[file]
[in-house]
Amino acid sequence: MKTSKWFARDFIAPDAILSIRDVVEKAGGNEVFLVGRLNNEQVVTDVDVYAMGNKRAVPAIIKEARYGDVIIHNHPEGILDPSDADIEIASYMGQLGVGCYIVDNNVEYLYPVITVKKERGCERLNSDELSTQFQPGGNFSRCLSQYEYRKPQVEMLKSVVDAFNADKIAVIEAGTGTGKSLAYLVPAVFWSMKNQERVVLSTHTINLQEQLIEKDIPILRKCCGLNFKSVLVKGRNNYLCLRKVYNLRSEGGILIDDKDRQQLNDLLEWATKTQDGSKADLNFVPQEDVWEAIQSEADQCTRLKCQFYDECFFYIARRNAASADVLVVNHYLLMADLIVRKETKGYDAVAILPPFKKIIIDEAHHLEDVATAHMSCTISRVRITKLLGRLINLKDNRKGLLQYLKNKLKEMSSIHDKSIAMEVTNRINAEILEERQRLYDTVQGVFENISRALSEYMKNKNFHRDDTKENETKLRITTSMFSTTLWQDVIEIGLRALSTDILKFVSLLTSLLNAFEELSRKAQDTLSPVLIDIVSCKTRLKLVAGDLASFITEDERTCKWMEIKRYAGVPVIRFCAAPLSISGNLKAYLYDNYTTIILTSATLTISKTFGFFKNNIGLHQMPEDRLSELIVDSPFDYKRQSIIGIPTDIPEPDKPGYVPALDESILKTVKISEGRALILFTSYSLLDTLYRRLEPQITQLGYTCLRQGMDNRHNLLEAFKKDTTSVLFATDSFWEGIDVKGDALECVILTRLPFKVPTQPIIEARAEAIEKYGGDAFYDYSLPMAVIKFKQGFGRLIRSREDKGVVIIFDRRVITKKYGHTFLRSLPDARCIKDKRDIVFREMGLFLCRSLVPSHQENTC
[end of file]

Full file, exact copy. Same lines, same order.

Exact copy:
[in-house]
Amino acid sequence: MKTSKWFARDFIAPDAILSIRDVVEKAGGNEVFLVGRLNNEQVVTDVDVYAMGNKRAVPAIIKEARYGDVIIHNHPEGILDPSDADIEIASYMGQLGVGCYIVDNNVEYLYPVITVKKERGCERLNSDELSTQFQPGGNFSRCLSQYEYRKPQVEMLKSVVDAFNADKIAVIEAGTGTGKSLAYLVPAVFWSMKNQERVVLSTHTINLQEQLIEKDIPILRKCCGLNFKSVLVKGRNNYLCLRKVYNLRSEGGILIDDKDRQQLNDLLEWATKTQDGSKADLNFVPQEDVWEAIQSEADQCTRLKCQFYDECFFYIARRNAASADVLVVNHYLLMADLIVRKETKGYDAVAILPPFKKIIIDEAHHLEDVATAHMSCTISRVRITKLLGRLINLKDNRKGLLQYLKNKLKEMSSIHDKSIAMEVTNRINAEILEERQRLYDTVQGVFENISRALSEYMKNKNFHRDDTKENETKLRITTSMFSTTLWQDVIEIGLRALSTDILKFVSLLTSLLNAFEELSRKAQDTLSPVLIDIVSCKTRLKLVAGDLASFITEDERTCKWMEIKRYAGVPVIRFCAAPLSISGNLKAYLYDNYTTIILTSATLTISKTFGFFKNNIGLHQMPEDRLSELIVDSPFDYKRQSIIGIPTDIPEPDKPGYVPALDESILKTVKISEGRALILFTSYSLLDTLYRRLEPQITQLGYTCLRQGMDNRHNLLEAFKKDTTSVLFATDSFWEGIDVKGDALECVILTRLPFKVPTQPIIEARAEAIEKYGGDAFYDYSLPMAVIKFKQGFGRLIRSREDKGVVIIFDRRVITKKYGHTFLRSLPDARCIKDKRDIVFREMGLFLCRSLVPSHQENTC